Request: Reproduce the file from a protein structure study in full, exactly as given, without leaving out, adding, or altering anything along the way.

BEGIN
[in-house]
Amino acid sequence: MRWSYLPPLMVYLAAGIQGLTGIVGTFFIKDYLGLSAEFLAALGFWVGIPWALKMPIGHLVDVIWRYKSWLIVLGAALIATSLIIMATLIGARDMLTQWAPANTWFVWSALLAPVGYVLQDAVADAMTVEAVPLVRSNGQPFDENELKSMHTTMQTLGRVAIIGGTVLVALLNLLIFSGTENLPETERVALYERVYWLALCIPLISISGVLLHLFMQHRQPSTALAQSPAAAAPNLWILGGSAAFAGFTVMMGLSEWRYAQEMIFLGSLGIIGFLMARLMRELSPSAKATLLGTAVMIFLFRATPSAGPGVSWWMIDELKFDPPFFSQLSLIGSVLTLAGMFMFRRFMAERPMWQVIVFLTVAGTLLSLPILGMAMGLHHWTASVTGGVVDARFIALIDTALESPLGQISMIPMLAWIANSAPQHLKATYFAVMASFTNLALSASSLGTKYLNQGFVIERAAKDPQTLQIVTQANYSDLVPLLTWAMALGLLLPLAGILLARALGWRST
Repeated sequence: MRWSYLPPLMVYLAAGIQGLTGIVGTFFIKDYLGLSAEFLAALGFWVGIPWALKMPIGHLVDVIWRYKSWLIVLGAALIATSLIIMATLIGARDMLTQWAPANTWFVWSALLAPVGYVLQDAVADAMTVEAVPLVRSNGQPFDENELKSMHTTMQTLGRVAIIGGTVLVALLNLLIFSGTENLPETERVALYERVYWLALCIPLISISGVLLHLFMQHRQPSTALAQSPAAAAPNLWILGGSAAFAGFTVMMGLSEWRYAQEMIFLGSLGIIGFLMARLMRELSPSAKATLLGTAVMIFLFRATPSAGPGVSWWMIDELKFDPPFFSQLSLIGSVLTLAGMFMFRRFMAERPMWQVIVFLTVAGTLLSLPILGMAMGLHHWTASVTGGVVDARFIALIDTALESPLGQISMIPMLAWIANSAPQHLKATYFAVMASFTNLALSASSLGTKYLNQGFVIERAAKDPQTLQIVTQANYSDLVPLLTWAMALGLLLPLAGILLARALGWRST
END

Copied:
[in-house]
Amino acid sequence: MRWSYLPPLMVYLAAGIQGLTGIVGTFFIKDYLGLSAEFLAALGFWVGIPWALKMPIGHLVDVIWRYKSWLIVLGAALIATSLIIMATLIGARDMLTQWAPANTWFVWSALLAPVGYVLQDAVADAMTVEAVPLVRSNGQPFDENELKSMHTTMQTLGRVAIIGGTVLVALLNLLIFSGTENLPETERVALYERVYWLALCIPLISISGVLLHLFMQHRQPSTALAQSPAAAAPNLWILGGSAAFAGFTVMMGLSEWRYAQEMIFLGSLGIIGFLMARLMRELSPSAKATLLGTAVMIFLFRATPSAGPGVSWWMIDELKFDPPFFSQLSLIGSVLTLAGMFMFRRFMAERPMWQVIVFLTVAGTLLSLPILGMAMGLHHWTASVTGGVVDARFIALIDTALESPLGQISMIPMLAWIANSAPQHLKATYFAVMASFTNLALSASSLGTKYLNQGFVIERAAKDPQTLQIVTQANYSDLVPLLTWAMALGLLLPLAGILLARALGWRST
Repeated sequence: MRWSYLPPLMVYLAAGIQGLTGIVGTFFIKDYLGLSAEFLAALGFWVGIPWALKMPIGHLVDVIWRYKSWLIVLGAALIATSLIIMATLIGARDMLTQWAPANTWFVWSALLAPVGYVLQDAVADAMTVEAVPLVRSNGQPFDENELKSMHTTMQTLGRVAIIGGTVLVALLNLLIFSGTENLPETERVALYERVYWLALCIPLISISGVLLHLFMQHRQPSTALAQSPAAAAPNLWILGGSAAFAGFTVMMGLSEWRYAQEMIFLGSLGIIGFLMARLMRELSPSAKATLLGTAVMIFLFRATPSAGPGVSWWMIDELKFDPPFFSQLSLIGSVLTLAGMFMFRRFMAERPMWQVIVFLTVAGTLLSLPILGMAMGLHHWTASVTGGVVDARFIALIDTALESPLGQISMIPMLAWIANSAPQHLKATYFAVMASFTNLALSASSLGTKYLNQGFVIERAAKDPQTLQIVTQANYSDLVPLLTWAMALGLLLPLAGILLARALGWRST